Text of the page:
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How the US got its man

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How the US got its man


The US special forces’ hit on Osama bin Laden had been in preparation for over nine months before it was launched.

In a mission the CIA said was designed to remove bin Laden from the battlefield, four helicopters and US ground forces were used in a night strike against a walled 3,000 square metre complex in an affluent suburb near the Pakistani capital Islamabad.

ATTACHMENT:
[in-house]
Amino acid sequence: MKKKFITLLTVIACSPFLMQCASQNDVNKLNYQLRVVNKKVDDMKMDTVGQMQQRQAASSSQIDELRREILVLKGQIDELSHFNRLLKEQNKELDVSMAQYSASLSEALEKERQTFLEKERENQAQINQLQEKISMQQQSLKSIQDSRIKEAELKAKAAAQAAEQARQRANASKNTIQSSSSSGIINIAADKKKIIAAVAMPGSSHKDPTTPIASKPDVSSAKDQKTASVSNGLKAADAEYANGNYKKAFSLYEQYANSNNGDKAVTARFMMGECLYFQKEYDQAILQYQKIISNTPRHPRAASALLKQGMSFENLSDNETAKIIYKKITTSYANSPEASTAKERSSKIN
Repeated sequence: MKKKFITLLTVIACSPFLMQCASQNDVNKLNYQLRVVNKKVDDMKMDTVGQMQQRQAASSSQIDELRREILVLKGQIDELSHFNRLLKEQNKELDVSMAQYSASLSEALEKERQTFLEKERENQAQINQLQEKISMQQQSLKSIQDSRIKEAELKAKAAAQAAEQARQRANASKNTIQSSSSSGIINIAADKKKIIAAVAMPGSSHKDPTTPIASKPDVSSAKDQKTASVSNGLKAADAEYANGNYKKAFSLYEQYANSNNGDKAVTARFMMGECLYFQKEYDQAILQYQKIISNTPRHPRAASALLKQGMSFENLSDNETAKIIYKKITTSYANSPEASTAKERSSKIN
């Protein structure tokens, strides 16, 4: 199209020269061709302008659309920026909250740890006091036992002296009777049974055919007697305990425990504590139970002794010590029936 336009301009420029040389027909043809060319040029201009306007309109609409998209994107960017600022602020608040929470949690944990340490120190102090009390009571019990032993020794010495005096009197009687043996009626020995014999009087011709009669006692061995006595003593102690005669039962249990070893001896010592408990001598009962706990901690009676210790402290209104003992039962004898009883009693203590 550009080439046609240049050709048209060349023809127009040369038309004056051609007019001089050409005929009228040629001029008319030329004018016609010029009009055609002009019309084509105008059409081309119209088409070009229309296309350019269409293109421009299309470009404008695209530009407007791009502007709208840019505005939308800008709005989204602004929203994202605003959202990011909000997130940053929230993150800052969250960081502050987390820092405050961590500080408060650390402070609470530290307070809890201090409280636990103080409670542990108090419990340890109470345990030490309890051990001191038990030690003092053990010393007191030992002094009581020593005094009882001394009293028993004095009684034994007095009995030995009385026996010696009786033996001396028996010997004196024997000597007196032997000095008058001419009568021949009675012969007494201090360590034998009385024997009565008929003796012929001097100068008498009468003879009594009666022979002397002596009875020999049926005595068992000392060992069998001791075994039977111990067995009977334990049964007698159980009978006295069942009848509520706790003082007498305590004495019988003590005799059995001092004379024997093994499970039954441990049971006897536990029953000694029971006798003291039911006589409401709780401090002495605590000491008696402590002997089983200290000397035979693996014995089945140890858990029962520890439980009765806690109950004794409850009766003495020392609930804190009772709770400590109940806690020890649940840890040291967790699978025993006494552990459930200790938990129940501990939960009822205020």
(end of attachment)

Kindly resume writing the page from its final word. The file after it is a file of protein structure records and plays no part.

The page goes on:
The complex was in a garrison town, surrounded by military buildings, some just hundreds of metres away from Pakistan’s most wanted terrorist, who was living behind five metre-high walls topped with razor wire, and with two security entrances. From the outside it was clearly a place of importance.

Bin Laden, one of his sons and his closest attendants were killed in a fierce gunbattle, after which his body was taken to US naval units offshore for DNA identification. Officials then then said his body was disposed of at sea to prevent a gravesite on land becoming a shrine for followers.

A photograph that has been circulating of his bloodstained body after the assault has been denounced as a forgery by press professionals.

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